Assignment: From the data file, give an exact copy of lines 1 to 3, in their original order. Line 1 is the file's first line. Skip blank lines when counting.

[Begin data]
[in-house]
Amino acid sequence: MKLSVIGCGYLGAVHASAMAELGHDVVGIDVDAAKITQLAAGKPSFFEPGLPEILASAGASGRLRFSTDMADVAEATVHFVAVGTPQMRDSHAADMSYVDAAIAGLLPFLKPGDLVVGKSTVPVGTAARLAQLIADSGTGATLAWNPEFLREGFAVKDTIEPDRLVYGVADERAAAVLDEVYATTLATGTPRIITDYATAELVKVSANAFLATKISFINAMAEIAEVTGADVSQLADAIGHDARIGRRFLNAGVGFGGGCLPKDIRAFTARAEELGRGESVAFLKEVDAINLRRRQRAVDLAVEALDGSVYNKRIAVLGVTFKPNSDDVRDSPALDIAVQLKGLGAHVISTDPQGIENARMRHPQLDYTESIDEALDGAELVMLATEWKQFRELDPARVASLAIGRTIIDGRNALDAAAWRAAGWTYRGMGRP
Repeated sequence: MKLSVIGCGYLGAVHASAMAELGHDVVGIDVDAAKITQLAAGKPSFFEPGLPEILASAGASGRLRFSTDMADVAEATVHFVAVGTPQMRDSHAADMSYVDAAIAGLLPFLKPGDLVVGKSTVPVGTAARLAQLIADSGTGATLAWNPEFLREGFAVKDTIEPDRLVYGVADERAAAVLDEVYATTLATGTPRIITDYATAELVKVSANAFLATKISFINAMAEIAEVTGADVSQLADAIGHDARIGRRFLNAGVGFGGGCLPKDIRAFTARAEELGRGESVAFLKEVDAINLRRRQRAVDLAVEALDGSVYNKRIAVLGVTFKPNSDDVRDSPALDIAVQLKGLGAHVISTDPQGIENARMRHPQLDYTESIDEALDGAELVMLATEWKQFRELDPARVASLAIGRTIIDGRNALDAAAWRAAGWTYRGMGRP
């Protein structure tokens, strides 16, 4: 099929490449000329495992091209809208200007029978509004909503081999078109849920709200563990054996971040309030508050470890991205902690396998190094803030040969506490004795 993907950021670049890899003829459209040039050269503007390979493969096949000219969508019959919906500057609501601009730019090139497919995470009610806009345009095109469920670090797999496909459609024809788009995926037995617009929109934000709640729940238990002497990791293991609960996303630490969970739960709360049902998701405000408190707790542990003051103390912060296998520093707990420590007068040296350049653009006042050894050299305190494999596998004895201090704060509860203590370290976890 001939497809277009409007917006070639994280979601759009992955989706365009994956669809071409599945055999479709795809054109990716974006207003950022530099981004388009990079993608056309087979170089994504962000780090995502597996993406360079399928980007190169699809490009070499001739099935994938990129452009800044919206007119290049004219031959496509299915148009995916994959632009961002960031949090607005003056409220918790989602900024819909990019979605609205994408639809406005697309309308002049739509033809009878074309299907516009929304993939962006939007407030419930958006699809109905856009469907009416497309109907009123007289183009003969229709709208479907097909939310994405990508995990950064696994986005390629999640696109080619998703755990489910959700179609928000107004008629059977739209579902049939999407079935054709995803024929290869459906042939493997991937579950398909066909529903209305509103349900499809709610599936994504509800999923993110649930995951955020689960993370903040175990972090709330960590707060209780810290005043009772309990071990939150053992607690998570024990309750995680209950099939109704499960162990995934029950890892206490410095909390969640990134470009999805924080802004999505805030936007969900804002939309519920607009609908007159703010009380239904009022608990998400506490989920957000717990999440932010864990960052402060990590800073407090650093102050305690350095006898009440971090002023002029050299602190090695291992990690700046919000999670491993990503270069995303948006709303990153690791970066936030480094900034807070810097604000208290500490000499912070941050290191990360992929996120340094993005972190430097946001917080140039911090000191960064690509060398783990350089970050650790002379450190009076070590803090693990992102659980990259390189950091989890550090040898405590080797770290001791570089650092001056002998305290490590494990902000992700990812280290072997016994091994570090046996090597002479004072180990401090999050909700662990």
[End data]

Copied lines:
[in-house]
Amino acid sequence: MKLSVIGCGYLGAVHASAMAELGHDVVGIDVDAAKITQLAAGKPSFFEPGLPEILASAGASGRLRFSTDMADVAEATVHFVAVGTPQMRDSHAADMSYVDAAIAGLLPFLKPGDLVVGKSTVPVGTAARLAQLIADSGTGATLAWNPEFLREGFAVKDTIEPDRLVYGVADERAAAVLDEVYATTLATGTPRIITDYATAELVKVSANAFLATKISFINAMAEIAEVTGADVSQLADAIGHDARIGRRFLNAGVGFGGGCLPKDIRAFTARAEELGRGESVAFLKEVDAINLRRRQRAVDLAVEALDGSVYNKRIAVLGVTFKPNSDDVRDSPALDIAVQLKGLGAHVISTDPQGIENARMRHPQLDYTESIDEALDGAELVMLATEWKQFRELDPARVASLAIGRTIIDGRNALDAAAWRAAGWTYRGMGRP
Repeated sequence: MKLSVIGCGYLGAVHASAMAELGHDVVGIDVDAAKITQLAAGKPSFFEPGLPEILASAGASGRLRFSTDMADVAEATVHFVAVGTPQMRDSHAADMSYVDAAIAGLLPFLKPGDLVVGKSTVPVGTAARLAQLIADSGTGATLAWNPEFLREGFAVKDTIEPDRLVYGVADERAAAVLDEVYATTLATGTPRIITDYATAELVKVSANAFLATKISFINAMAEIAEVTGADVSQLADAIGHDARIGRRFLNAGVGFGGGCLPKDIRAFTARAEELGRGESVAFLKEVDAINLRRRQRAVDLAVEALDGSVYNKRIAVLGVTFKPNSDDVRDSPALDIAVQLKGLGAHVISTDPQGIENARMRHPQLDYTESIDEALDGAELVMLATEWKQFRELDPARVASLAIGRTIIDGRNALDAAAWRAAGWTYRGMGRP